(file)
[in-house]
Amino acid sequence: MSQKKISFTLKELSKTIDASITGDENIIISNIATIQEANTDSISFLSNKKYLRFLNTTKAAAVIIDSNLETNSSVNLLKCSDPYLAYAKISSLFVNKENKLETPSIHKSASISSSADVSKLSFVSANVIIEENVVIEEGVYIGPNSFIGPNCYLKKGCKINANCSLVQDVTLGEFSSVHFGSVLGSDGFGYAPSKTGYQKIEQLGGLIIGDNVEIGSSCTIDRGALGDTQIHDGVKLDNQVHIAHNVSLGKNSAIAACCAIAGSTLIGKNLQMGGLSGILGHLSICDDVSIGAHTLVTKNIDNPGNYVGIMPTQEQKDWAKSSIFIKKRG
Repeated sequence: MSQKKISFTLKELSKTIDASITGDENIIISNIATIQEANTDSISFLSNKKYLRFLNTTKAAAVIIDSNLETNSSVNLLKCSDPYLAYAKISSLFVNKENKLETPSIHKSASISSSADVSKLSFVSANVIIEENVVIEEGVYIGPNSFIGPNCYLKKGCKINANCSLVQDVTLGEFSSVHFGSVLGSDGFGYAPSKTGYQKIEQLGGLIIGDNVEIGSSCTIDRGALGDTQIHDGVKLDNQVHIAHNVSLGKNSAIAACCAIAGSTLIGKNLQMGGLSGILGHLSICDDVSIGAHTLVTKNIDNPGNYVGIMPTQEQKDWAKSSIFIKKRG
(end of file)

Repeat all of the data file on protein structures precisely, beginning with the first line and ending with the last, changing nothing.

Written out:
[in-house]
Amino acid sequence: MSQKKISFTLKELSKTIDASITGDENIIISNIATIQEANTDSISFLSNKKYLRFLNTTKAAAVIIDSNLETNSSVNLLKCSDPYLAYAKISSLFVNKENKLETPSIHKSASISSSADVSKLSFVSANVIIEENVVIEEGVYIGPNSFIGPNCYLKKGCKINANCSLVQDVTLGEFSSVHFGSVLGSDGFGYAPSKTGYQKIEQLGGLIIGDNVEIGSSCTIDRGALGDTQIHDGVKLDNQVHIAHNVSLGKNSAIAACCAIAGSTLIGKNLQMGGLSGILGHLSICDDVSIGAHTLVTKNIDNPGNYVGIMPTQEQKDWAKSSIFIKKRG
Repeated sequence: MSQKKISFTLKELSKTIDASITGDENIIISNIATIQEANTDSISFLSNKKYLRFLNTTKAAAVIIDSNLETNSSVNLLKCSDPYLAYAKISSLFVNKENKLETPSIHKSASISSSADVSKLSFVSANVIIEENVVIEEGVYIGPNSFIGPNCYLKKGCKINANCSLVQDVTLGEFSSVHFGSVLGSDGFGYAPSKTGYQKIEQLGGLIIGDNVEIGSSCTIDRGALGDTQIHDGVKLDNQVHIAHNVSLGKNSAIAACCAIAGSTLIGKNLQMGGLSGILGHLSICDDVSIGAHTLVTKNIDNPGNYVGIMPTQEQKDWAKSSIFIKKRG